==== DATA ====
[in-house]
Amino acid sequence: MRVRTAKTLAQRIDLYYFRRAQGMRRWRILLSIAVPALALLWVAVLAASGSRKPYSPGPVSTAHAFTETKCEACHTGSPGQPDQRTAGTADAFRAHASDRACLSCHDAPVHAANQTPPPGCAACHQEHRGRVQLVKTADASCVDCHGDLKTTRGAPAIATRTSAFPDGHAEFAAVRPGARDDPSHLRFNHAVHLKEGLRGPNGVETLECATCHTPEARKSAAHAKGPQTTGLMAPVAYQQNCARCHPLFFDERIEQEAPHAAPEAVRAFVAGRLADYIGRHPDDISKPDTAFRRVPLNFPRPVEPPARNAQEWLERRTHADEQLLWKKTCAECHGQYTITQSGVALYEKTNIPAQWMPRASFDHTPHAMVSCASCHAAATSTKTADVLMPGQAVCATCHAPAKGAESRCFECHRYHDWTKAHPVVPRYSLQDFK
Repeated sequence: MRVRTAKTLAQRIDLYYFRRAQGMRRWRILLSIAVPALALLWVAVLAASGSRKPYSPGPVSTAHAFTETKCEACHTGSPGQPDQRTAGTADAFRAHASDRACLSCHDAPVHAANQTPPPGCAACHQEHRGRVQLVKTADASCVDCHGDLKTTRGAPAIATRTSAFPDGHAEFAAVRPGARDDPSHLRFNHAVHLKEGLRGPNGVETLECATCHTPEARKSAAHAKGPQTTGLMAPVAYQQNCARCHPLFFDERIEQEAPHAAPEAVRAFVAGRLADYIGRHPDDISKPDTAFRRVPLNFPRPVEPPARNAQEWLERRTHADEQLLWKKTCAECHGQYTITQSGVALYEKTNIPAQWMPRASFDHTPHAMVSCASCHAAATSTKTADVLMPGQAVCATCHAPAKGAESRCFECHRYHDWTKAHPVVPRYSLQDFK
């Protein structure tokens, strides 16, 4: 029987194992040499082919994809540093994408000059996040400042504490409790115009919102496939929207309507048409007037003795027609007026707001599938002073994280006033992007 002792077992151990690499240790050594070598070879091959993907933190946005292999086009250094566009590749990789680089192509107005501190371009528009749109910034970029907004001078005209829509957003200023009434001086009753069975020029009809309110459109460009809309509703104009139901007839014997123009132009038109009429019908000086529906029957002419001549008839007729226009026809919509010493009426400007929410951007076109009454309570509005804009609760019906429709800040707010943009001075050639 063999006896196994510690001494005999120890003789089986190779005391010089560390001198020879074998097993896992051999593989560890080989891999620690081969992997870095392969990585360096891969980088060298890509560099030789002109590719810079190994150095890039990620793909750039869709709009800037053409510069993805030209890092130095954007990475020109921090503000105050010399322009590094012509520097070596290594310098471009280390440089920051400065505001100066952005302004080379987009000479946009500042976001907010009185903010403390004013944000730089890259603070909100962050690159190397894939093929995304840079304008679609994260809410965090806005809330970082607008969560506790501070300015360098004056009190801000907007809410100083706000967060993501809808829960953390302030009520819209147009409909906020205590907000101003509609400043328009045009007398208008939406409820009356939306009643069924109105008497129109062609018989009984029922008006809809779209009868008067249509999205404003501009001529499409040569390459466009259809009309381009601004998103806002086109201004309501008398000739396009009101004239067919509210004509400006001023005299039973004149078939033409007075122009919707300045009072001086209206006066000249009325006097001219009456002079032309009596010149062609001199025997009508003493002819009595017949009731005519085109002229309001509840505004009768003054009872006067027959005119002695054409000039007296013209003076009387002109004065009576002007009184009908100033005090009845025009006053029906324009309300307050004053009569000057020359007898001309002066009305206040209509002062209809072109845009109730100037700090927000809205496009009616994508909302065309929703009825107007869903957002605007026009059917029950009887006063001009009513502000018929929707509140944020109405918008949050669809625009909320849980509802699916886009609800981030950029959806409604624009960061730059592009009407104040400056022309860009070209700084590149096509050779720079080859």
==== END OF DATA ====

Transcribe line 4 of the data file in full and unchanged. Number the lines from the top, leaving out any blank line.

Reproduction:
């Protein structure tokens, strides 16, 4: 029987194992040499082919994809540093994408000059996040400042504490409790115009919102496939929207309507048409007037003795027609007026707001599938002073994280006033992007 002792077992151990690499240790050594070598070879091959993907933190946005292999086009250094566009590749990789680089192509107005501190371009528009749109910034970029907004001078005209829509957003200023009434001086009753069975020029009809309110459109460009809309509703104009139901007839014997123009132009038109009429019908000086529906029957002419001549008839007729226009026809919509010493009426400007929410951007076109009454309570509005804009609760019906429709800040707010943009001075050639 063999006896196994510690001494005999120890003789089986190779005391010089560390001198020879074998097993896992051999593989560890080989891999620690081969992997870095392969990585360096891969980088060298890509560099030789002109590719810079190994150095890039990620793909750039869709709009800037053409510069993805030209890092130095954007990475020109921090503000105050010399322009590094012509520097070596290594310098471009280390440089920051400065505001100066952005302004080379987009000479946009500042976001907010009185903010403390004013944000730089890259603070909100962050690159190397894939093929995304840079304008679609994260809410965090806005809330970082607008969560506790501070300015360098004056009190801000907007809410100083706000967060993501809808829960953390302030009520819209147009409909906020205590907000101003509609400043328009045009007398208008939406409820009356939306009643069924109105008497129109062609018989009984029922008006809809779209009868008067249509999205404003501009001529499409040569390459466009259809009309381009601004998103806002086109201004309501008398000739396009009101004239067919509210004509400006001023005299039973004149078939033409007075122009919707300045009072001086209206006066000249009325006097001219009456002079032309009596010149062609001199025997009508003493002819009595017949009731005519085109002229309001509840505004009768003054009872006067027959005119002695054409000039007296013209003076009387002109004065009576002007009184009908100033005090009845025009006053029906324009309300307050004053009569000057020359007898001309002066009305206040209509002062209809072109845009109730100037700090927000809205496009009616994508909302065309929703009825107007869903957002605007026009059917029950009887006063001009009513502000018929929707509140944020109405918008949050669809625009909320849980509802699916886009609800981030950029959806409604624009960061730059592009009407104040400056022309860009070209700084590149096509050779720079080859």